I offer the following prices as a comparison..These prices were taken off a variety of internet sites while writing this thread, so that they are very current..
Kitchen Aid Professional 600 6-quart stand mixer, w/ 6-qt. SS bowl, paddle, whip, dough hook, splash shield @ $350.00
Electrolux DLX Assistant 2000 8-quart stand mixer, w/ 8-qt. SS bowl, fluted roller, scraper, dough hook, white plastic bowl, spindle, double whisk attachment, spatula @ $570.00 to $600.00---($820.00 in chrome)
Hobart N50 5-quart commercial stand mixer w/ 5-qt. SS bowl, paddle, whip, dough hook @ $2,035.00
Other commercial 8, 10, and 12-qt. stand mixers are going to be priced between $2,400.00 and $5,000.00..Commercial electrical kitchen appliances are designed to be used all day long, sometimes 24-7, with only short periods of downtime to allow the electric motors to cool off between uses..Home appliances are simply not designed for such use..What a commercial kitchen appliance will deal with without even straining, will generally destroy the average home kitchen appliance..
Both the Bosch Universal Plus 6-quart, 800w stand mixer ($400.00), and the DLX mixer are using a direct drive interface between the SS mixing bowl and the shaft of the electric motor..This is why the Bosch Universal Plus, at only $50.00 more than the KA Professional 600, is so easily able to outperform the KA..The torque of the motor is more efficiently being transfered from the motor to the mixing bowl..With the KA design, a LOT of power is lost as the energy transfers through the motor and down through the dough hook, vibrating away out into space..The Hobart mixers, with their far more efficient and powerful motors, are able to overcome these design inefficiencies..
The main problem that I find with many home cooks is that they want near commercial quality, or actual commercial quality kitchen appliances, but they are simply not willing to pay for that quality..I cannot tell you how many times I have heard people tell me that they will just purchase the less expensive appliance, wear it out, and keep purchasing another, only to trash and wear out that one..I know one person that could have purchased a commercial stand mixer, food processor, and blender for all the money that they have spent purchasing multiples of the cheaper appliances..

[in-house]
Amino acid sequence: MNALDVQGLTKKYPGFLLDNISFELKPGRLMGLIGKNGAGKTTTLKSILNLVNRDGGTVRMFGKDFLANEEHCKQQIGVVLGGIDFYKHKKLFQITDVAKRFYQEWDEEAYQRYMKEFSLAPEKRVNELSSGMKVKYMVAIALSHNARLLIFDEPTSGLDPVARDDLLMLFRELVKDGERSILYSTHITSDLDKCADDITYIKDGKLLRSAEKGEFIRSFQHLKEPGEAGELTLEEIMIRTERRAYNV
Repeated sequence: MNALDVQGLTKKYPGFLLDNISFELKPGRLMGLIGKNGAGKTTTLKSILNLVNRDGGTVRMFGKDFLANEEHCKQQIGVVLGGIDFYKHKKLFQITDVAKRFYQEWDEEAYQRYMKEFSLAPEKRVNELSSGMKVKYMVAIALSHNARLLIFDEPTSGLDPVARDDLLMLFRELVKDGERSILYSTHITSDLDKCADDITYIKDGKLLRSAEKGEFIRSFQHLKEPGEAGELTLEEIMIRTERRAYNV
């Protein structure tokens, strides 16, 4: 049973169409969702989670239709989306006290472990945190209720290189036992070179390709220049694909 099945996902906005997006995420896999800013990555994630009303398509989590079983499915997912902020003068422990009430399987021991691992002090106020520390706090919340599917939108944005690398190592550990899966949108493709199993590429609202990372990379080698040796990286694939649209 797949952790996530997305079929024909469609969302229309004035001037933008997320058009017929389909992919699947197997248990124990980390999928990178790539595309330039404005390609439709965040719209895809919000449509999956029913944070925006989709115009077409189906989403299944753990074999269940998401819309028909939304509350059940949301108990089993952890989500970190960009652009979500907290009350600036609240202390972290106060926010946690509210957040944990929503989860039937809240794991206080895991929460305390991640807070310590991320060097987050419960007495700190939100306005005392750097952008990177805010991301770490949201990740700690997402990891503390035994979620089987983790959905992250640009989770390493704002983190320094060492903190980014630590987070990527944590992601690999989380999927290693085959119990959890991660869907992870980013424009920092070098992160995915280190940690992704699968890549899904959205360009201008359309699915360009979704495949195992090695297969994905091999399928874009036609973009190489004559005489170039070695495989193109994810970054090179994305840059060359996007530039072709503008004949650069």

A bad behavior that I find increasingly more common is people deliberately purchasing an appliance knowing in advance that they are going to abuse it..Then, they try to claim a replacement under warranty, very often successfully..It is amazing how often this type of person can get 1-2 appliances replaced under warranty before the manufacturer catches on, and refuses to honor the warranty any further..Of course, this is a primary reason for the higher costs of many of todays kitchen appliances..
I cannot overstate the importance of learning to listen to your kitchen appliances, especially if you do not own the best-quality ones that can easily handle the tougher jobs..At the first sounds of the electric motor struggling, STOP what you are doing!!..Take a moment to really evaluate what you are doing..In most instances, removing some of the food from the tool, and proceding to work in batches will keep you from destroying the appliance..By the time that you smell smoke, or that "electrical" smell, permanent damage to the motor has almost always occured..
After that, you either have an appliance that never again works as well as before it was damaged, or else replacement is immediate, or perhaps 1-2 usages away..